You are a talker. You throw texts at me, accusing me of having no substance in them, while you don’t provide any yourself. Here is the reason behind my argument:

        Firefox at 5.07% market share, as I said. It‘s no surprise that websites are better optimized for Chrome these days. And my source isn‘t outdated either, it‘s from May 2019. My sources being outdated is just an untrue assumption you freely made up.

        Fake news, propaganda, bla bla bla… I don‘t think I am the one being rude here. I mean, read your own comment again. It‘s full of rudeness.

      8. rickmv said on June 21, 2019 at 10:29 pm

        Yes, because a web client should dictate and enforce all the web browsing and other browser engines should have crippled access to data and services through web pages. More like evil cold G00Gle deep in the heart and iron clad head. It is a ridiculous assumption to call Gchrome a web browser, when it is only a user data mining agent.

    7. krillareinsance said on June 21, 2019 at 12:19 pm

      Do you get a fat enough cheque from Google to say something completely ridiculous to criticize Mozilla on something completely unrelated to the post or are you just another one of those “whatever Mozilla does it wrong” fanatics?

      Get real, dude. Don’t like it, use another browser and stop commenting on a browser that you claim to have disliked since version 4 and “is a joke”.

      1. Stan said on June 22, 2019 at 4:53 pm

        I thought until recently the only one getting the ‘fat checks’ from Google was Mozilla ?

        @Looking at the decline in Firefox usage; rather silly recommending using other browsers isn’t it, you might want to think about that ;)

      2. Lambo-san said on June 22, 2019 at 1:09 am


        I forgot to mention one thing:

        So according to you I’m not allowed to have an opinion if it contradicts with yours, well, that’s very bigoted of you.

        You can go ahead and shit on every browser I mentioned – Chrome, Chromium Edge, Opera, Brave… whatever, I don’t care, I’m not a fanboy, I just use what works for me and I don’t act based on emotions, I switch browsers like every few months to try different ones.

      3. Lambo-san said on June 22, 2019 at 1:06 am


        I loved Firefox between versions 2.x and 3.x. It was my favorite, but when Chrome released in 2008, I realized how bloated, slow and sluggish Firefox was. At the time Chrome was the king for the next 3 years.

        Now Chrome is nothing special and many other Chromium-based browsers like Opera, Brave or Edge greatly outclass Chrome. If you assumed I was siding with Google, you just made me chuckle.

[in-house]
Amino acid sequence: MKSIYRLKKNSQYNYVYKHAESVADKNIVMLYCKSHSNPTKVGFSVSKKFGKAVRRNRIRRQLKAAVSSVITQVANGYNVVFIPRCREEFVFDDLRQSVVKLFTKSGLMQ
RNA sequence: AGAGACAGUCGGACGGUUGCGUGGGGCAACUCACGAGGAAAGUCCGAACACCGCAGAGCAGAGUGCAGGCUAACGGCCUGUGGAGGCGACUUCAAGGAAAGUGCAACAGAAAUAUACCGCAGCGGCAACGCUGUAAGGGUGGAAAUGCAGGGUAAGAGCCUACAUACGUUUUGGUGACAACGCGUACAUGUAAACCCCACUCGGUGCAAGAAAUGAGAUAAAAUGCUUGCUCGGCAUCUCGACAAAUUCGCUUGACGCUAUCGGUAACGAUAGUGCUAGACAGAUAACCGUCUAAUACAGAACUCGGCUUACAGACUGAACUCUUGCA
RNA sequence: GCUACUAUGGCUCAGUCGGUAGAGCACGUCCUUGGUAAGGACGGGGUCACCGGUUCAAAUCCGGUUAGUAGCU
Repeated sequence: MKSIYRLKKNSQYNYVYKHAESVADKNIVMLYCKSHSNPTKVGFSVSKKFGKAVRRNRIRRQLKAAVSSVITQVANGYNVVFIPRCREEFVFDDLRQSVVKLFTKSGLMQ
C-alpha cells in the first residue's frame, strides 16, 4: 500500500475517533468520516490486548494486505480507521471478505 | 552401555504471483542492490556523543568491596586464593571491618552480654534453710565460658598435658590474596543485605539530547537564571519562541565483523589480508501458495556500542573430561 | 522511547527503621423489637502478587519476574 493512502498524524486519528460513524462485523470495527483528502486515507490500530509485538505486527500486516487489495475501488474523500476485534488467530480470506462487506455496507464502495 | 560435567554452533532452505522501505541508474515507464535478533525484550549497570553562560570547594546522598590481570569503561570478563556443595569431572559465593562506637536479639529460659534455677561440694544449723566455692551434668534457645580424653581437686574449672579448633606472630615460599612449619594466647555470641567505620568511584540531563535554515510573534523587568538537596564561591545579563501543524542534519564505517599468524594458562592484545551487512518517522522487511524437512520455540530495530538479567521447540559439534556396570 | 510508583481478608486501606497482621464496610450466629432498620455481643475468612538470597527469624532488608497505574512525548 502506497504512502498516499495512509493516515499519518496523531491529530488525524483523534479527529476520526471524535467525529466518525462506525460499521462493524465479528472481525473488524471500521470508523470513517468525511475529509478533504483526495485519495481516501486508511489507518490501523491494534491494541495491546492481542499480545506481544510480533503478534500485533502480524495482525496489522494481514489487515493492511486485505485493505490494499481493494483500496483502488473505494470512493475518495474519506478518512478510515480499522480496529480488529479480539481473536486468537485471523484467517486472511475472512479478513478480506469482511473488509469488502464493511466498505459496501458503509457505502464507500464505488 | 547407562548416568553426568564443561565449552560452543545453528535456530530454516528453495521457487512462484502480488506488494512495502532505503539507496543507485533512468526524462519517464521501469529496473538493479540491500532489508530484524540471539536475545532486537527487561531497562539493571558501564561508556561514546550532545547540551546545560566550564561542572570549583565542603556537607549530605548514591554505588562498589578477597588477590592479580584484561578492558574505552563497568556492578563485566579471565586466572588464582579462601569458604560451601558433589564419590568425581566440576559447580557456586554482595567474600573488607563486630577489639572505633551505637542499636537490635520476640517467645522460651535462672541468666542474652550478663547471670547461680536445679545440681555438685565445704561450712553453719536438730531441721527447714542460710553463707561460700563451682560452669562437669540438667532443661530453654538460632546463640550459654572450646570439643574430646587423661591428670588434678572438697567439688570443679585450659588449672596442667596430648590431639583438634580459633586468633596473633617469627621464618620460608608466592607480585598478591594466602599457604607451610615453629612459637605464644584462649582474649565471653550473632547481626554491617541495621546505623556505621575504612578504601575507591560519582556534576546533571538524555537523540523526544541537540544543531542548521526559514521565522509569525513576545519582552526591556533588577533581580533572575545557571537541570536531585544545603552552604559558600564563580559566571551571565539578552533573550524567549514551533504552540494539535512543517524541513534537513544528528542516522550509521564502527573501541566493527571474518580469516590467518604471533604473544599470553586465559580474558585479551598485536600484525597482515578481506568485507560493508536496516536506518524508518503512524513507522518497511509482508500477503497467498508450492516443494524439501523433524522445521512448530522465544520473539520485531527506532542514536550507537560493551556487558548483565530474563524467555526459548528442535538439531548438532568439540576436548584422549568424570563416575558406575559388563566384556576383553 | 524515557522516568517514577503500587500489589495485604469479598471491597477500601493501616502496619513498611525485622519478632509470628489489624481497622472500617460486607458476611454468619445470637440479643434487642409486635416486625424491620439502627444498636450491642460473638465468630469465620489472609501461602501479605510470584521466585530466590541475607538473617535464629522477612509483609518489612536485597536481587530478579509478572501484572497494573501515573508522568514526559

I use whatever works best for me, not what I like. I like Firefox 3.6, I like the UI, the freedom of customization. I like Opera 12, etc, etc. But can I use them today? No I can’t because their rendering engines are so outdated I can’t do anything with them.

        Firefox has been bloated for a long time, even after version 4 when they switched the UI with an ugly one that copied Chrome’s tabs on top. Since Quantum, Firefox is turning more and more into a Chrome clone and stripping down XUL support was the final nail in the coffin.

        Firefox is not what it used to be and it never again will be, face the facts.

    8. Kubrick said on June 21, 2019 at 11:38 am

      That is more likely to be the fault of the website rather than the browser.I have never had an issue with firefox in this regard but mind you i don’t visit iffy download sites either.

      1. Tom Hawack said on June 22, 2019 at 12:14 am

        @Kubrick, I entirely agree with you, never an issue with Firefox either, be it for sites’ rendering, be it for downloads. A lot of excited people nowadays, nagging, likely unhappy, yelling after Firefox because it’s the trend and they feel comfortable with that.

    9. Martin Brinkmann said on June 21, 2019 at 9:28 am
      1. Lambo-san said on June 22, 2019 at 1:15 am

        @Martin Brinkmann

        I looked through this and it looks like placebo effect. They are doing the same things the Vivaldi team is doing – talking about privacy and free web when their browsers don’t even work properly.

        As for the placebo effect, it’s kinda like all those useless antivirus bloatware out there are doing – Kaspersky, Avast, Avira, etc… you install them, the program turns red, says “You are infected!”, you run a thorough scan that takes an hour or whatever, then the program turns green, says “You are protected!” and you sigh with a relief gazing with awe at the green status of the program, completely ignoring the fact that an antivirus barely does anything other than false alerts to give you an impression that “it’s doing something” where you can just use common sense to protect yourself from viruses, malware and whatever.

        I haven’t used an antivirus bloatware since 2009 and since then I’ve never had issues, sometimes I would get suspicious, install the 30-day trial of a couple of Premium antivirus programs, run a few thorough scans, waste a few hours only to see that I had no issues, only a few gigabytes of junk files that were slowing down my computer that I forgot to clean for a few weeks.

        What Firefox are doing is exactly the same – they show you some icons that tell you random things “you’re protected” or “you’re in danger”, etc. Completely useless waste of their development resources, the worst part is this is their marketing strategy to try and trick people into using their browser.

  15. Anonymous said on June 21, 2019 at 8:57 am

    could you share the links where the mock-ups were presented in the first place?